“Just… tell me the truth. For once. Did you spend the whole day at the blacksmith’s again?”
“I…”, the boy searched his mind for any path to escape his father’s questioning.
Arcan’s tone became softer, “I don’t want to keep you from your friend. But you have to understand, there is no choice any more in our duties. If we don’t finish our tasks, it could mean the end for this farm. The seasons are becoming shorter and the Empire is expecting more and more from us Ninavians. I need your help. And you need to learn. When I’m not around anymore, you must take my place. Both for the family and by decree of the Empire.”
“I just thought… maybe I could become a blacksmith someday.”
Arcan slammed his open palm on the tabletop with such force that all the bowls and cups on it lifted at least an inch from the surface, shocking both his son and wife. “Our family has worked for generations to nurture this farm and not have to live off simple merchantry or artisanry!” He noticed the fear in the eyes of his wife and son. Bringing his voice down a little, but maintaining his firm tone, he continued “And as our only son you have to take this farm after we’re gone. Besides, we don’t have much of a choice…” he hesitated, his words obviously hurting him, “Emperor Daigo is turning less and less lenient as the years pass…” he bowed his head and squeezed his hands, holding back the tears with all his strength. The burn scars along his forearms were a bright contrast to his tanned skin. He saw Tsukuyomi looking at them and lowered the sleeves of his clothes. He took a deep breath. “We all have our place and it’s our duty to keep desire at bay for the good of all.” Hanabira held his hand. “For the good of the family.”
948 A.D. — Rural Ninava
Kneeling in front of two small boulders, Tsukuyomi placed a small bronze sculpture of a flower amongst the other miniature sculptures hidden in the parted grass. He caressed the names that were etched on the stones, “Hanabira” and “Arcan”. He then slid his fingers across the scar on the back of his head. As he heard Mizuki’s footsteps, he hurriedly covered the bronze sculptures with the grass that surrounded them.
“Are you ready to head back home?” Mizuki rests a delicate porcelain white hand on his shoulder.
With a simple sigh, Tsukuyomi nodded and got up. Mizuki wrapped her arms around one of his and held him, letting him take his time to say goodbye before leaving.
“I’m so afraid we’ll be the end of their line,” says Tsukuyomi.
“We’ll try again.”
“An eighth time? Maybe the gods are telling us something. Maybe it’s just not meant to be. Maybe I did something wrong along the way. I should have listened to him.”
Mizuki lowered her eyes, trying to hide the tears that had suddenly welled up from the pain of having to accept the possibility. As he saw this, Tsukuyomi wrapped his large arm around her and held her closer.
“You’re right,” Tsukuyomi caressed her cheek, “even if the gods dislike me, I’m sure they love you. Maybe our time will come.” He smiled at her. “Also… trying is fun…” Mizuki laughed and slapped his shoulder.
“It’s getting dark, we have to go.” Mizuki pulled softly on his arm and they both headed in the direction of the Lakontey mountains. “I loved that new flower you made by the way.”
“I have no idea what you’re talking about,” Tsukuyomi coughed.
She squeezed his arm.
— — — — — — — —
As they were reaching their homestead, dusk turning to night, they saw torches moving around their home. Tsukuyomi instinctively nudged Mizuki and placed her behind him. The men holding torches, eight in total, began to walk towards them. Four men stood in line on either side of the couple along the edges of the dirt road. Tsukuyomi slowly reached for the wakizashi, the short glistening sword, hidden on his back.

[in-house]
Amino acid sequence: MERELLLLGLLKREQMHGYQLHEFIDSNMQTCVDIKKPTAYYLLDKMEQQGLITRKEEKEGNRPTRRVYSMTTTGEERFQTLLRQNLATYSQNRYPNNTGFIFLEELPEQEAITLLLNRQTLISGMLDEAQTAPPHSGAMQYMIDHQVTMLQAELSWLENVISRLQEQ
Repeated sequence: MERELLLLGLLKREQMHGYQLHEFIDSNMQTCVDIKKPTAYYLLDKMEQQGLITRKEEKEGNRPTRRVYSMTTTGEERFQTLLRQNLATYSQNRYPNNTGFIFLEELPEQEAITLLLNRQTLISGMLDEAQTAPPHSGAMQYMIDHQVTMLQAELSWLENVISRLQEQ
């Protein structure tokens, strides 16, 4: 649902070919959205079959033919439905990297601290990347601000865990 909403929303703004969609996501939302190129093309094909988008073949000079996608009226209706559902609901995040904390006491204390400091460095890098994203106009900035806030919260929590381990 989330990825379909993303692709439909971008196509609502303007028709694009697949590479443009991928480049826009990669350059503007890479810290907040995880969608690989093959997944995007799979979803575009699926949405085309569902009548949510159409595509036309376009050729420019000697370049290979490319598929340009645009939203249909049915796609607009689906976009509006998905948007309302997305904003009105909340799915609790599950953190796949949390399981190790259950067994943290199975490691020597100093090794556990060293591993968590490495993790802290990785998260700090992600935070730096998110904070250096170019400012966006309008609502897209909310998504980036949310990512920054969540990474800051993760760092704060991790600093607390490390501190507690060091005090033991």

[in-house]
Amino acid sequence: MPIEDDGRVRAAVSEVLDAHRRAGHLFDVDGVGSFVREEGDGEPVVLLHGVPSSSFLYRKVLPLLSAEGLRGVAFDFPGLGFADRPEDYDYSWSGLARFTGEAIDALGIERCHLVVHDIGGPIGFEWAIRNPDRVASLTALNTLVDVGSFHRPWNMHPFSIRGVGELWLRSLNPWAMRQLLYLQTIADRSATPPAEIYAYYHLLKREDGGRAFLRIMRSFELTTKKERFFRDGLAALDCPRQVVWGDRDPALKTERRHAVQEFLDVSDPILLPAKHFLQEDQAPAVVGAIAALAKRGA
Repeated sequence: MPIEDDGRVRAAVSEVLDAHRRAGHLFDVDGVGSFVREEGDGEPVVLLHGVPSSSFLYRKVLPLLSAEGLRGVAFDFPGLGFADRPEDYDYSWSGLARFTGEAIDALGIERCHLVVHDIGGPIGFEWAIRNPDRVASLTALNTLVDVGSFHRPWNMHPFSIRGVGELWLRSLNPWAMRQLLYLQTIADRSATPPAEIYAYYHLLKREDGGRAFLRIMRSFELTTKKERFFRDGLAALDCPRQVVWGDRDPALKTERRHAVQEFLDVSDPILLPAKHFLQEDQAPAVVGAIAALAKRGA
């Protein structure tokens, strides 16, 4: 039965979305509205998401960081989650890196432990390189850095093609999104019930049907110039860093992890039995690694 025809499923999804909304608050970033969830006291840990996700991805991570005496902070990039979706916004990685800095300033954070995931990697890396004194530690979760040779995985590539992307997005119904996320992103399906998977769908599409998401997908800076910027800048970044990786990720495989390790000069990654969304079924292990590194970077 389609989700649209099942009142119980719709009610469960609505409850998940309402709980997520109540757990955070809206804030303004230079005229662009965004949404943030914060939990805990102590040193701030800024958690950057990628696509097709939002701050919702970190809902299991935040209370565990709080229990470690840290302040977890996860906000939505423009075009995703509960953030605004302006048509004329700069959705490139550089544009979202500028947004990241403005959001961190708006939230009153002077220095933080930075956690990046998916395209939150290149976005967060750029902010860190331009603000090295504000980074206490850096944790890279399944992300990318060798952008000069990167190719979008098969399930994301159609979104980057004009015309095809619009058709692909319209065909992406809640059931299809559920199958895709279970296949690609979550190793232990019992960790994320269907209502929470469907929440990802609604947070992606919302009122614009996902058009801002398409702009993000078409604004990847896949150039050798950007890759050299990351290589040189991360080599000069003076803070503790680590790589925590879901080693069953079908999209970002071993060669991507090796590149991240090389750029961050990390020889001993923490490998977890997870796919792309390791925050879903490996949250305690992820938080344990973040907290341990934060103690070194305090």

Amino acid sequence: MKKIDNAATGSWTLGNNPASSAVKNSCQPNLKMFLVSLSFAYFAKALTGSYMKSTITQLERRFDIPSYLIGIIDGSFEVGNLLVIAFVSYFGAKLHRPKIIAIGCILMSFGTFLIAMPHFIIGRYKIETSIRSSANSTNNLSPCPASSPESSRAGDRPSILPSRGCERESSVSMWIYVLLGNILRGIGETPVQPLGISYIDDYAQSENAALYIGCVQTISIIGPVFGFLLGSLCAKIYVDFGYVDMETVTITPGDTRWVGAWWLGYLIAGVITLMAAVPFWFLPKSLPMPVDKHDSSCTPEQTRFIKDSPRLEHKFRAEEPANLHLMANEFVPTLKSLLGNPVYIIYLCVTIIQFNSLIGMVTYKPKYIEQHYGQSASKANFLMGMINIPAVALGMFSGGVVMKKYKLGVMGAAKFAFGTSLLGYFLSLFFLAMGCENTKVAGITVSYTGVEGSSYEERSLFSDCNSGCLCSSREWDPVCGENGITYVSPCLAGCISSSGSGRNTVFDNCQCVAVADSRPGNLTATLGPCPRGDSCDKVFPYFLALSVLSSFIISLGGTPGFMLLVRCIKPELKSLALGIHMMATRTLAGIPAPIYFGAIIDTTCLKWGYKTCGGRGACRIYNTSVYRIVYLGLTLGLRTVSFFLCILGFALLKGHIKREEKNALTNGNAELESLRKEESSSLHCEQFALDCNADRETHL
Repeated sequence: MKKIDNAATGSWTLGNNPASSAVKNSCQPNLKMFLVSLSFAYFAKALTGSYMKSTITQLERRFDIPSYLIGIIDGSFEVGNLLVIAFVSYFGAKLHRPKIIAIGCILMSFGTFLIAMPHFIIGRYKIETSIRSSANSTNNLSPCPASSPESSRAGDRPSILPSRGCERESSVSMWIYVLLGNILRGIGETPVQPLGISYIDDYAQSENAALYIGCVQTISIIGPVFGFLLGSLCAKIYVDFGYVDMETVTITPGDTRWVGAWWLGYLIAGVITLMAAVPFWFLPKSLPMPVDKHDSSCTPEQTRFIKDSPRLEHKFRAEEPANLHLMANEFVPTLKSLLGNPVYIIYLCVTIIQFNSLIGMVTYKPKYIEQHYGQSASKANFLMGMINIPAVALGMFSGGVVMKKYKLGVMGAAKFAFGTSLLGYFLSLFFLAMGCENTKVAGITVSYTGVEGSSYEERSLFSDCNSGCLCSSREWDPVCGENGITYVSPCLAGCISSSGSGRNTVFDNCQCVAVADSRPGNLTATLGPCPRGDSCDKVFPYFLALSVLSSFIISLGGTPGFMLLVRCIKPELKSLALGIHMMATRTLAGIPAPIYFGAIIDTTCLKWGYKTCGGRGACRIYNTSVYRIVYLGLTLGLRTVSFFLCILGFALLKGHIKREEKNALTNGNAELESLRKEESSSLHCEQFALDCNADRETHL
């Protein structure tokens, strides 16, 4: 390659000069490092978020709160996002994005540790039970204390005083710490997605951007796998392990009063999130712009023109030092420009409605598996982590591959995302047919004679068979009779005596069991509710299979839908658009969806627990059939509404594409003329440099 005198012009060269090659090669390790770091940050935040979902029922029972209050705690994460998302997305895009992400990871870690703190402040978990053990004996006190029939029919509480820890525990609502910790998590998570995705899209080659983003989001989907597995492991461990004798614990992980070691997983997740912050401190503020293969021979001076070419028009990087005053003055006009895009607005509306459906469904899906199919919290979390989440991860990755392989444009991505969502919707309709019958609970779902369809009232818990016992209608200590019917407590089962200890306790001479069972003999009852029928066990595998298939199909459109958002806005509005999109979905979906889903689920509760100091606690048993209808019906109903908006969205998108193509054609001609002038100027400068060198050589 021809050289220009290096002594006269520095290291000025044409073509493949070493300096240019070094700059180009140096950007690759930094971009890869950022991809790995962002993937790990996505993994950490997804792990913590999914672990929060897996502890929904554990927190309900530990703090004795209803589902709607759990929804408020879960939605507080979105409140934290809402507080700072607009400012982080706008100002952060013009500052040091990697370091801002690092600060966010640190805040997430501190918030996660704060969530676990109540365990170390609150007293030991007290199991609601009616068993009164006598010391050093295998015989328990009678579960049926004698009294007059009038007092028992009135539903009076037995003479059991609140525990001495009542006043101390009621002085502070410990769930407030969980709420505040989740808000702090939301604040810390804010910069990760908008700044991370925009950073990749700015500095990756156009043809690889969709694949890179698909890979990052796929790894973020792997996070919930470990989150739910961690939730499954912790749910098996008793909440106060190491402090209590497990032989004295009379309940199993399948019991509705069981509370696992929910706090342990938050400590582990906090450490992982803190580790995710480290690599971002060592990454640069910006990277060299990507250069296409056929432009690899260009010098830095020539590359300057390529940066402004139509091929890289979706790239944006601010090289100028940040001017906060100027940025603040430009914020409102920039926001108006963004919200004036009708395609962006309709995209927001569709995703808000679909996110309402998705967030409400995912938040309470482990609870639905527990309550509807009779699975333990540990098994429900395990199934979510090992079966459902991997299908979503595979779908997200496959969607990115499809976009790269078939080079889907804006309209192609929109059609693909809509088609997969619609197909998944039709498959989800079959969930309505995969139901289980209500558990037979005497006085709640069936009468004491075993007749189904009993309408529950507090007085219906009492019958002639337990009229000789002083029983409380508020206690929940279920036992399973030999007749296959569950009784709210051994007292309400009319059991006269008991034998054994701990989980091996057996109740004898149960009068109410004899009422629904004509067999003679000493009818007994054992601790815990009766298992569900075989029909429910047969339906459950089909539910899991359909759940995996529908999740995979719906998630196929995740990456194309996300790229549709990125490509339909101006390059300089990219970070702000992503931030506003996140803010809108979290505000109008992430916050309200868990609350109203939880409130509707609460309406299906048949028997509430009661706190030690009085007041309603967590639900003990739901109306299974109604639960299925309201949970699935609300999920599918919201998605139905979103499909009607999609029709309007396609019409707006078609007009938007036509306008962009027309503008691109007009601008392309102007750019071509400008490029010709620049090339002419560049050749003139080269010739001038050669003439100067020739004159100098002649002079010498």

“So now you’re the one who decides when to take time off from your duty to our divine Emperor Murakami?” The voice was both mocking and furious. The samurai came into the light of the torches, eating from the contents of a basket of breads and other edibles he held in his arm. Tsukuyomi quickly prostrated on the ground.
“Your honored bushi.”
Mizuki stayed standing, defiant. Tsukuyomi pulled on her clothes and whispered, “Please love. Please.” She prostrated slowly.
“You Ninavian’s. I would have wiped you off the face of the earth instead of trying to instill our way on your dirty culture. Like teaching a dog… well… how to write,” the samurai flicked his hand and one of the men with the torches rolled out a small scroll and an inked brush and laid them in front of Tsukuyomi. “If you’d be so kind as to read this and confirm what you promised the Empire,” the samurai stood, waiting motionless. Tsukuyomi burned with hatred as he lay there prostrated, knowing his shame was public. A few tense moments passed.
Mizuki broke her prostration and went to the scroll, glancing over it quickly.
“You signed it for him didn’t you. Did you even realize that the date specified was today?” the samurai watched with indifference as a look of horror crossed Mizuki’s face.
“The next batch of swords and armor the Emperor’s army ordered you to build. Where is it?”
Tsukuyomi hesitated for a moment, “I will have it for you in a few weeks, your honored…” the katana swung so quick the blacksmith didn’t even have time to flich. A few hairs fell to the ground next to his eyes. A small streak of blood dripped down his forehead. As he touched the back of his head, the blacksmith could feel the new shallow cut on his old scar.
“Like teaching a dog how to write. You Ninavian’s are impossible.” The samurai stood between the pair and dropped the basket of food, letting everything roll out on the dirt. He whispered to Mizuki, but loud enough for everyone to hear. “You had a bright future and you left your family for a man that left farming to become a dirty blacksmith, and an illiterate one at that. I’m ashamed for you.” He took a few steps. “Also, if you ever take more than a second to get down on the ground in front of me again, I’ll use you for katana practice.” He turned to the blacksmith. “You have one week, Kajiya. And don’t forget my katana. That blue ore… what was it that you called it?”
“I…” Tsukuyomi hesitated.
The samurai cuts him off as if he wasn’t even there, “I’ve been dreaming about it. It’s the strangest thing. Ever since I laid eyes on its blue sheen. There’s something special about it,” the samurai composed himself after a moment of being lost in a daydream. “You have a week. And even then, I still haven’t decided what to do with you or your estate. The contract was merely a formality. You had orders. You didn’t comply. That’s a pity. But I am here as the law. And as the law I will crush you as you deserve.”
He walked away into the night, the eight torch-bearing men following. Tsukuyomi gripped the earth and squeezed two clamps as hard as he could as he looked up at Mizuki. She didn’t have the courage to look back at him, only being able to say “I’m sorry” almost inaudibly. The blacksmith’s eyes focused past her, into his workshop, into the darkness. From a small box, a soft light radiated blue.